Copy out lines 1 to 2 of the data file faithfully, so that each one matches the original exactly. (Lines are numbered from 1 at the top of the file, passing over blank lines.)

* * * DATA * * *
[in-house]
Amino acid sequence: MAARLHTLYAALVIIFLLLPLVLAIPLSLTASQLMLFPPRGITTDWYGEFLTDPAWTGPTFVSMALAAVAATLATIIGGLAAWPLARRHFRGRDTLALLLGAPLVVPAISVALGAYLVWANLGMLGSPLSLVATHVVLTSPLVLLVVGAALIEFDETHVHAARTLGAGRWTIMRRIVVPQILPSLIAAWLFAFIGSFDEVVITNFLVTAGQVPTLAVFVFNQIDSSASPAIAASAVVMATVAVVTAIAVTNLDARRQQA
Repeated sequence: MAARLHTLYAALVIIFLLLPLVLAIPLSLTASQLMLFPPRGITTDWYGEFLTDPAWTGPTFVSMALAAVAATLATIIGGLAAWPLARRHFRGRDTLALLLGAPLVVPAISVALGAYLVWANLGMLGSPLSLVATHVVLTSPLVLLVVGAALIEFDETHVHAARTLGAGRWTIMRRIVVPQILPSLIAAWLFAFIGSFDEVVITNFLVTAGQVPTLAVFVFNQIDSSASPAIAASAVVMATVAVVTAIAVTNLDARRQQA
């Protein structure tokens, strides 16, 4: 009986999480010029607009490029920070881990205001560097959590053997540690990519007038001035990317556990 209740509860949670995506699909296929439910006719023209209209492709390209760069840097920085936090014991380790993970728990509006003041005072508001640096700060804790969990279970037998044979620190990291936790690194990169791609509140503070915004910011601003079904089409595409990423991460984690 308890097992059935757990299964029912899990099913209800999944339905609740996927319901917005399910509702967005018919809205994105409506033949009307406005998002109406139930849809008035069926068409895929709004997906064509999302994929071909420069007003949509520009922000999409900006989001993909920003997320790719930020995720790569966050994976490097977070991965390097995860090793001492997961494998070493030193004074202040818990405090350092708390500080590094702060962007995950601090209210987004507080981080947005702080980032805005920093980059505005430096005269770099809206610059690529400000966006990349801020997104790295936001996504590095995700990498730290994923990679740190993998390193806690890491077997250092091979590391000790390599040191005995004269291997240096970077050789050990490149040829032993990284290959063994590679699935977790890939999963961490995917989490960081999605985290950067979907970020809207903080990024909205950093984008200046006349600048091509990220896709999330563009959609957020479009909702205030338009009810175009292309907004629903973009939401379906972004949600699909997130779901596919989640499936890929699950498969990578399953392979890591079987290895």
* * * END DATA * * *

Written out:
[in-house]
Amino acid sequence: MAARLHTLYAALVIIFLLLPLVLAIPLSLTASQLMLFPPRGITTDWYGEFLTDPAWTGPTFVSMALAAVAATLATIIGGLAAWPLARRHFRGRDTLALLLGAPLVVPAISVALGAYLVWANLGMLGSPLSLVATHVVLTSPLVLLVVGAALIEFDETHVHAARTLGAGRWTIMRRIVVPQILPSLIAAWLFAFIGSFDEVVITNFLVTAGQVPTLAVFVFNQIDSSASPAIAASAVVMATVAVVTAIAVTNLDARRQQA